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PSYC 215 (296)
John Lydon (79)
Chapter 1

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Department
Psychology
Course
PSYC 215
Professor
John Lydon
Semester
Winter

Description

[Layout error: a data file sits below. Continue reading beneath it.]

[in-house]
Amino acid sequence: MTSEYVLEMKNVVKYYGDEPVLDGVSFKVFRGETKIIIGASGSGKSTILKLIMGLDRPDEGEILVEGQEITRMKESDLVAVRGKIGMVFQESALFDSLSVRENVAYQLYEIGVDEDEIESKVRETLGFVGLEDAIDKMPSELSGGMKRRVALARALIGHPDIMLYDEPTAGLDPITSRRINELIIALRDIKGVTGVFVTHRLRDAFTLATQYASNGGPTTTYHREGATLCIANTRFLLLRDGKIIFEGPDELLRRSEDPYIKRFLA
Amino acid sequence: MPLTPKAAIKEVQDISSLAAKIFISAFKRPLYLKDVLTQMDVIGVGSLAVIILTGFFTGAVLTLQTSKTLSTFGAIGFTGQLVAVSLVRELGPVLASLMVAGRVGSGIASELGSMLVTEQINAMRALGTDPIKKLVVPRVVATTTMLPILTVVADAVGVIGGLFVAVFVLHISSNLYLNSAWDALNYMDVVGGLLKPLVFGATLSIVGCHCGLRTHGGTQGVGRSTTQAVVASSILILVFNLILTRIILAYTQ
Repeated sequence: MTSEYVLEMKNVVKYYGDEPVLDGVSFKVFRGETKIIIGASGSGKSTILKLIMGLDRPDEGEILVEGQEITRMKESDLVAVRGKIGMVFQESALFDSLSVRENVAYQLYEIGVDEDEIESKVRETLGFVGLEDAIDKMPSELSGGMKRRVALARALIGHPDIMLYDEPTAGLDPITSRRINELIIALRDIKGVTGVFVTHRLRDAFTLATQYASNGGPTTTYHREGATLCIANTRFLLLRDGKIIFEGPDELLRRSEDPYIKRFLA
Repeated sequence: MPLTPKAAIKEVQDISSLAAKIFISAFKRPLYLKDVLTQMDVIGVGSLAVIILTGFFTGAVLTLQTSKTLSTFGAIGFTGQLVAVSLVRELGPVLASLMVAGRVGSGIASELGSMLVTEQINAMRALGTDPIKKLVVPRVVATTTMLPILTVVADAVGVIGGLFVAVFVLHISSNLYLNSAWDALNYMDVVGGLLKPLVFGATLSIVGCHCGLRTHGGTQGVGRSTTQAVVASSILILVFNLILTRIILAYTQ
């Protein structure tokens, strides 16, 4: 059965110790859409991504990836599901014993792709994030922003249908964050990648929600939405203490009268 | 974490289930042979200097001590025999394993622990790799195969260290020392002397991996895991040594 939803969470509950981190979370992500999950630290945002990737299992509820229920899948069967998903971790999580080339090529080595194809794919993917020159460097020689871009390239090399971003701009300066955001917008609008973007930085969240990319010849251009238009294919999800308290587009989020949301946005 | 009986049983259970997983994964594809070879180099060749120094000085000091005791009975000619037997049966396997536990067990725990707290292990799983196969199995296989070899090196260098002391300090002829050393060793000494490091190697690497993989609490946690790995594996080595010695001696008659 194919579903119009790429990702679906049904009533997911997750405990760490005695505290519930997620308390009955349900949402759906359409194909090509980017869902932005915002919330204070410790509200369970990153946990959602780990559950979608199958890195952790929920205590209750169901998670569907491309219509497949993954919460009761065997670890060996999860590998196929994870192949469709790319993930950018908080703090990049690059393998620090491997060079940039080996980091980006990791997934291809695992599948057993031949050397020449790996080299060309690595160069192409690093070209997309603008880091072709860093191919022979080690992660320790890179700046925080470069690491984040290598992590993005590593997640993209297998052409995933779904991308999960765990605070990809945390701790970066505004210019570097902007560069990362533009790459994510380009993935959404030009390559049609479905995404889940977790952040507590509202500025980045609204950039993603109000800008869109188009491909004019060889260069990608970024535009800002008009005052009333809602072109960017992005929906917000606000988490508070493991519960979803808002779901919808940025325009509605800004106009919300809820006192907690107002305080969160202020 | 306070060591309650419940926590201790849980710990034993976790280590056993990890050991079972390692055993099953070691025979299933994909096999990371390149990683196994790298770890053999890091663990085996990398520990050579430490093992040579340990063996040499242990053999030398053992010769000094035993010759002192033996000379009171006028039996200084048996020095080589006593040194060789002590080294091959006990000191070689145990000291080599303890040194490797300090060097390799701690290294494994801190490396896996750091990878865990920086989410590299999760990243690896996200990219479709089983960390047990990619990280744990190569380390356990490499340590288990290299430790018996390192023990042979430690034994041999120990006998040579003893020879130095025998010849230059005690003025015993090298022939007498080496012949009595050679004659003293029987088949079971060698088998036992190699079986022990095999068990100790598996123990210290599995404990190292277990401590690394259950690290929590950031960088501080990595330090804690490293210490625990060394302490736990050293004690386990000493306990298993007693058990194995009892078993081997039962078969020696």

Chapter 1: Construal (Everything in bold is an important definition) -Social Psychology: The scientific study of the feelings, thoughts, and behaviours of individuals in social situations. -Example of prison guards abusing the inmates: "It's not that we put bad apples in a good barrel, we put good apples in a bad barrel, and the barrel corrupts everything that it touches". In a simulation study at Stanford, the same things occurred. (p7) -Social Psychologists are interested in how people make sense of their world (p7) -Kurt Lewin: Escaped from Nazi Germany and moved on to teach at University of Iowa and MIT. He stated that a person’s actions are the result of the combination of forces which act upon that person (like physics). (p9) -People are governed by situational factors. Internal factors (the kind of person someone is) have less influence than most people assume they do. (p12) -Dispositions: Internal factors such as beliefs, values, personality traits, or abilities that guide a person's behaviour. People tend to see disposition as the underlying cause of behaviour. (p12) -The Fundamental Attribution Error: The failure to recognize the importance of situational influences on behaviour, and the corresponding tendency to overemphasize the importance of dispositions or traits on behaviour. (p13) -Channel Factors: Certain situational circumstances that appear unimportant on the surface but can have a great consequence for behaviour, either facilitating or blocking it or guiding behaviour in a particular direction. Such circumstances can sometimes guide behaviour by making it easier to follow one path rather than another. (p13) -Age, gender, socioeconomic status do not play a big role in whether or not students would go get a tetanus shot, although distance to the closest facility did (learned later). (p13) The Role of Construal -Construal: People's interpretation and inference about the stimuli or situations they confront. (p14) -Gestalt Psychology: Based on the German word for gestalt, meaning "form" or "figure", this approach stresses the fact that people perceive objects not by means of some automatic registering device but by active, usually unconscious interpretation of what the object represents as a whole. (p14) -Prisoner's Dilemma: A situation involving two payoffs to two people, who must decide whether to "cooperate" or "defect". In the end, trust and cooperation lead to higher joint payoffs than mistrust and defection. (p15) -Schema: A knowledge structure consisting of any organized body of stored information (example at a party, you expect everyone to act cheerful, excited etc.) (p17) -Affirmation action advocates encourage schemas related to diversity, and those opposed to affirmative action try to advocate schemas related to fairness. (p18) -Stereotypes: Schemas that we have for people of various kinds. (p18) Automatic VS Controlled Processing -Unconscious: Automatic Processing: Unconscious, based on emotional factors. (p19) Automatic processes give rise to implicit attitudes and beliefs that cannot be readily controlled by the conscious mind. (p20) There are two types. The first is skill acquisition, as we learn and overlearn skills, we can exercise them without being aware we are doing so. The other type occurs when beliefs and behaviours are generated without our awareness of the cognitive processes behind them. (p20) -Conscious: Controlled Processing: Conscious and systematic and more likely to be controlled by careful thought. (p19) Results in explicit attitudes and beliefs of which we are aware-though these may become implicit or unconscious over time. -Unconscious processes take place partly because of efficiency. Automatic processes are typically much faster that conscious ones. These automatic processes may also have benefits for our survival. (p21) -It can be difficult to determine whether a process is automatic or controlled. (p21) Evolution and Human Behavior: How we are the Same -Natural Selection: An evolutionary process that molds animals and plants so that traits that enhance the probability of survival and reproduction are passed on to subsequent generations. -Darwin assumed that natural selection is important for physical characteristics as well behavioral inclinations. Studies show that the theory of evolution can be quite helpful in explaining why people do the things they do. -Humans share practices and institutions with other animals, especially higher primates (like facial expressions, dominance). There are many less similarities between lower class animals and humans. -There are general, inherited propensities to develop grammatical language. Babies have the ability to learn any language and make any sound...the actual language that is spoken depends on the environment the child is raised in. Group Living, Language and Theory of Mind -Theory of Mind:
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